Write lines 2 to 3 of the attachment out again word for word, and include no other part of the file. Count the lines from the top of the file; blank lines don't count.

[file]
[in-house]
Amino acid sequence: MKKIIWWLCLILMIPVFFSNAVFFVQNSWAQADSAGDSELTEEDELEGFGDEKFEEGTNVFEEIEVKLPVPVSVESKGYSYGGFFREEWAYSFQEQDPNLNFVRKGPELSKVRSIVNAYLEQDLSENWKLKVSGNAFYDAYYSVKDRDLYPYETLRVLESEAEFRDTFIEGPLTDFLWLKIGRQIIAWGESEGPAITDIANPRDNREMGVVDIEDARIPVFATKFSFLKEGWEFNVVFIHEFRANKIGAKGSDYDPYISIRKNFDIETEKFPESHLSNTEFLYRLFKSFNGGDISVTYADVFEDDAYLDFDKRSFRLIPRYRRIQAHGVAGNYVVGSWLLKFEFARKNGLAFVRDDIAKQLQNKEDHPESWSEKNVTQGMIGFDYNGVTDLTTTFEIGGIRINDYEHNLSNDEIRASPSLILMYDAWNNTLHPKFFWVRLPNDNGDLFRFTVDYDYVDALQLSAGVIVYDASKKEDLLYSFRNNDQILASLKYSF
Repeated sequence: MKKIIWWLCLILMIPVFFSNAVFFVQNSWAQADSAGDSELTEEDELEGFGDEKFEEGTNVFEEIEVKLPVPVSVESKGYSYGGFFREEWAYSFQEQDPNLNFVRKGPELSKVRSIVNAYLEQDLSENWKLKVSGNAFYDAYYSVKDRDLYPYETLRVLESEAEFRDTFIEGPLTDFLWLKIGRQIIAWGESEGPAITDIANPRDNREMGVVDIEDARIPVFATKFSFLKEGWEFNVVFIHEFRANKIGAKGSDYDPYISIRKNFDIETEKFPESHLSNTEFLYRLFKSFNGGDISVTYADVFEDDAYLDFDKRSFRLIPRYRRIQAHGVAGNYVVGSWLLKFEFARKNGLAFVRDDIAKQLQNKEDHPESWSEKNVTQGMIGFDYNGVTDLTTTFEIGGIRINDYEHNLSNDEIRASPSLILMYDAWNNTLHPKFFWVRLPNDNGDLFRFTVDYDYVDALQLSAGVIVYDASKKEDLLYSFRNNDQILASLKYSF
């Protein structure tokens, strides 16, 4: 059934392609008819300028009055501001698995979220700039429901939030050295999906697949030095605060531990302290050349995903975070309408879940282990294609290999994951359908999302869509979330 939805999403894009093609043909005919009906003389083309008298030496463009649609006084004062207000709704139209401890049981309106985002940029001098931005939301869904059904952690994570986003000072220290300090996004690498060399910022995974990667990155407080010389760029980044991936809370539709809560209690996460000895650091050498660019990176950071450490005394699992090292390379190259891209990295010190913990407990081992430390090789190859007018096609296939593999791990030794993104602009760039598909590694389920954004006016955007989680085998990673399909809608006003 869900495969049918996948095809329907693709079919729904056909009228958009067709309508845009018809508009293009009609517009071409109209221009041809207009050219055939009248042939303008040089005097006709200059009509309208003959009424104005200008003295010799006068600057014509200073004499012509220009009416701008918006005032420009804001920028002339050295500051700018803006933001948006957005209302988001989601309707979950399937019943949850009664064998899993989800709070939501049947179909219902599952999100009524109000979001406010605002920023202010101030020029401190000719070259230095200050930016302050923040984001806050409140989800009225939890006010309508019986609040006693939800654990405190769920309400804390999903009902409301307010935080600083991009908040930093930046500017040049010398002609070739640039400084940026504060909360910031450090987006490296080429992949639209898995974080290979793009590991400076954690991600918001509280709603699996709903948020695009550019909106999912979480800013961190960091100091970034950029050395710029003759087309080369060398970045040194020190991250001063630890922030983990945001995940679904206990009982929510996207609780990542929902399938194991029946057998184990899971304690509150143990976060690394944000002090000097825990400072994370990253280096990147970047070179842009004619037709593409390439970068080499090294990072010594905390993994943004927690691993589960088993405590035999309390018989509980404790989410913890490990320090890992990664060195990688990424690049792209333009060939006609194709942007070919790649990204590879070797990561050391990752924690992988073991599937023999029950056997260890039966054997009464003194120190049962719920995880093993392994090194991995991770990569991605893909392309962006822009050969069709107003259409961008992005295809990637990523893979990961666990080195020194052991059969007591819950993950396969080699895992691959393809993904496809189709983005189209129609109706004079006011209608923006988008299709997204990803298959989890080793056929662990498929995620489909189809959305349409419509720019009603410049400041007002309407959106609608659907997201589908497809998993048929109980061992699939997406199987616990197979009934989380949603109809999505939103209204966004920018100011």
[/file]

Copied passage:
Amino acid sequence: MKKIIWWLCLILMIPVFFSNAVFFVQNSWAQADSAGDSELTEEDELEGFGDEKFEEGTNVFEEIEVKLPVPVSVESKGYSYGGFFREEWAYSFQEQDPNLNFVRKGPELSKVRSIVNAYLEQDLSENWKLKVSGNAFYDAYYSVKDRDLYPYETLRVLESEAEFRDTFIEGPLTDFLWLKIGRQIIAWGESEGPAITDIANPRDNREMGVVDIEDARIPVFATKFSFLKEGWEFNVVFIHEFRANKIGAKGSDYDPYISIRKNFDIETEKFPESHLSNTEFLYRLFKSFNGGDISVTYADVFEDDAYLDFDKRSFRLIPRYRRIQAHGVAGNYVVGSWLLKFEFARKNGLAFVRDDIAKQLQNKEDHPESWSEKNVTQGMIGFDYNGVTDLTTTFEIGGIRINDYEHNLSNDEIRASPSLILMYDAWNNTLHPKFFWVRLPNDNGDLFRFTVDYDYVDALQLSAGVIVYDASKKEDLLYSFRNNDQILASLKYSF
Repeated sequence: MKKIIWWLCLILMIPVFFSNAVFFVQNSWAQADSAGDSELTEEDELEGFGDEKFEEGTNVFEEIEVKLPVPVSVESKGYSYGGFFREEWAYSFQEQDPNLNFVRKGPELSKVRSIVNAYLEQDLSENWKLKVSGNAFYDAYYSVKDRDLYPYETLRVLESEAEFRDTFIEGPLTDFLWLKIGRQIIAWGESEGPAITDIANPRDNREMGVVDIEDARIPVFATKFSFLKEGWEFNVVFIHEFRANKIGAKGSDYDPYISIRKNFDIETEKFPESHLSNTEFLYRLFKSFNGGDISVTYADVFEDDAYLDFDKRSFRLIPRYRRIQAHGVAGNYVVGSWLLKFEFARKNGLAFVRDDIAKQLQNKEDHPESWSEKNVTQGMIGFDYNGVTDLTTTFEIGGIRINDYEHNLSNDEIRASPSLILMYDAWNNTLHPKFFWVRLPNDNGDLFRFTVDYDYVDALQLSAGVIVYDASKKEDLLYSFRNNDQILASLKYSF